Correct file permissions for a website

Hi all,
 Today I’m going to talk about file permissions on a Linux environment.  Setting file permissions on your Web server should be the first thing you do.

Users and groups

To put it simply, a user is an account that has access to the computer, and a group just is an identifier for a certain set of users. This means that every time you transfer files using FTP, you are using a user account on your server. And depending on how your host has set up your account, you (the user) might belong to one or more groups.Users and groups are important because they help to identify privileges for all of our files and folders. Owners of a file normally would have full privileges on it; other users who belong to the same group would have fewer privileges on it; while everyone else might have no privileges on it. These privileges are what we call permissions.

File permissions

Permissions dictate what users can do with a file. A permission is represented by a set of numbers, such as 644 or 777, referred to as a permission mode. By changing the file’s permissions, you are allowing the Web server to gain access to that file or folder.

  • First digit 
          What the user of the account that owns the file can do.
  • Second digit
          What other user accounts in the owner’s group can do.
  • Third digit
          What the user accounts of everyone else (including website visitors) can do.

Next, the number corresponds to the “what” part of the statement and is a sum of a combination of any these digits:

  • 4
    Read a file, or read the names of the files in a folder
  • 2
    Write or modify a file, or modify the contents of a folder
  • 1
    Execute or run a file, or access the files in a folder

If you have access to your server’s terminal, you can also use the chmod command to change the permission mode of a file or folder:

sudo chmod 644 <file>

Permissions for WORDPRESS

If you are using  wordpress All of our files and folders should now have the correct ownership. Now it’s time to adjust the permission modes. To make things simpler, you’ll only need to remember the following:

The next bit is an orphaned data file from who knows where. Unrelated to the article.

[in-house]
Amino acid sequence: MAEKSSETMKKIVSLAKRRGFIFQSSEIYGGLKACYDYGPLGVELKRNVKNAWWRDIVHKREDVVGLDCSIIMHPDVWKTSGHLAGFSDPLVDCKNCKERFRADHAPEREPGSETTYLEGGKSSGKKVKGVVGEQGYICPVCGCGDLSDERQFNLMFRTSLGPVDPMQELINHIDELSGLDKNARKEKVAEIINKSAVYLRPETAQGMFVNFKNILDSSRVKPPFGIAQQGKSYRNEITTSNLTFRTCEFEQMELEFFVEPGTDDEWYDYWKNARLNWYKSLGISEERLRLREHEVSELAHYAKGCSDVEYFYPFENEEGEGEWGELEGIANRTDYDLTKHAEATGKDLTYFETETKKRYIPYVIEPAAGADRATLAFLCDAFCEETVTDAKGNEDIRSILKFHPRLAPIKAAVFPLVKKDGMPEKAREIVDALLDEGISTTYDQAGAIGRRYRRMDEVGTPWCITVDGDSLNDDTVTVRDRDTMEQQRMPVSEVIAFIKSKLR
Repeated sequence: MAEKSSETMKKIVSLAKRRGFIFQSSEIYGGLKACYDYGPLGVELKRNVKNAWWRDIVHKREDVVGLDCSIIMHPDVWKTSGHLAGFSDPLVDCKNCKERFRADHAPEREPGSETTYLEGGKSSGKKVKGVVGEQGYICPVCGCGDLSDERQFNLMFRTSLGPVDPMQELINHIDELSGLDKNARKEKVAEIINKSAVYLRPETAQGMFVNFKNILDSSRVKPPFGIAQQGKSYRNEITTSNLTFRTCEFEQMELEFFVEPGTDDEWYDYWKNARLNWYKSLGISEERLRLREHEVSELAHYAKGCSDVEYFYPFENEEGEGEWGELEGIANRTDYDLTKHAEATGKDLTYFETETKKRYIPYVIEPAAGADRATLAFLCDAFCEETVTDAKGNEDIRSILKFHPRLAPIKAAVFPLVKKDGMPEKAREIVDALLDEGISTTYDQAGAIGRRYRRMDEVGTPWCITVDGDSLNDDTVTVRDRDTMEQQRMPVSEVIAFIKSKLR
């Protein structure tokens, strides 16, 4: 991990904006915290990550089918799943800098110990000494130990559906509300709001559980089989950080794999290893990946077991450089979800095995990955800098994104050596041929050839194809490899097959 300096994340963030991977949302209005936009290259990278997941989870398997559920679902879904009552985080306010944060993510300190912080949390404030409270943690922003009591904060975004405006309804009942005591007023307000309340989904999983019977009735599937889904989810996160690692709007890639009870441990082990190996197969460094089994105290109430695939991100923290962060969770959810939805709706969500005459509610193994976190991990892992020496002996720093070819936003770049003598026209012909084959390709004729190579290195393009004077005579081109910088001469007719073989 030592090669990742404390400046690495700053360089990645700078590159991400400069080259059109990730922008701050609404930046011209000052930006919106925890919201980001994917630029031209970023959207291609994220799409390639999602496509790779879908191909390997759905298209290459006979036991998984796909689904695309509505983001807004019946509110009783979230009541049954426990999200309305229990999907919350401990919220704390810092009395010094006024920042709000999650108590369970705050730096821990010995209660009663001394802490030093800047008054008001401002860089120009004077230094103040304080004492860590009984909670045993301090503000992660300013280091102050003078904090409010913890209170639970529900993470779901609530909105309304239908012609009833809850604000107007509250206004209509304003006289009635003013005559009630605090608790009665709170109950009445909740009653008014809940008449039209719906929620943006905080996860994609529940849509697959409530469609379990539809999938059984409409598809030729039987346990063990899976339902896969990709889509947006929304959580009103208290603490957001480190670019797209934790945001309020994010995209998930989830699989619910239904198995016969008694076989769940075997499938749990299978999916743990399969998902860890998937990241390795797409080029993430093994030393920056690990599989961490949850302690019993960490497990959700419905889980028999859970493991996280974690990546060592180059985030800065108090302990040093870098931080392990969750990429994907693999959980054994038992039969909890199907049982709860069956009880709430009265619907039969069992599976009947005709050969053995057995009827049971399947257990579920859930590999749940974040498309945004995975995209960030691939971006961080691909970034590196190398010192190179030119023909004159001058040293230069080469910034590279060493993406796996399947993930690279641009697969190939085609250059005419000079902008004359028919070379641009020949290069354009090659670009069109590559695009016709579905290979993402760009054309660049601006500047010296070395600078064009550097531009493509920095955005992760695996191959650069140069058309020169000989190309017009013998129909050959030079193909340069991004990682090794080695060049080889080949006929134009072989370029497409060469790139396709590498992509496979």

• All files should be 664.
  • All folders should be 775.
  • wp-config.php should be 660.

Here’s what we’re trying to achieve with this set of permission modes:

  • Our user account may read and modify our files.
  • WordPress (via our Web server) may read and modify our scripts.
  • WordPress may create, modify or delete files and folders.
  • Other people may not see our database credentials in wp-config.php.

Recursively give directories read & execute privileges:

find /path/to/base/dir -type d -exec chmod 755 {} +

To recursively give files read privileges:

find /path/to/base/dir -type f -exec chmod 644 {} +

Or, if there are many objects to process:

chmod 755 $(find /path/to/base/dir -type d)
chmod 644 $(find /path/to/base/dir -type f)

Or, to reduce chmod spawning:

find /path/to/base/dir -type d -print0 | xargs -0 chmod 755 
find /path/to/base/dir -type f -print0 | xargs -0 chmod 644

Hopefully, you can implement these tips to keep your  website safe and secure. If you have any additional tips regarding permissions and security, please share them in the comments below. 🙂


Leave a Reply

This site uses Akismet to reduce spam. Learn how your comment data is processed.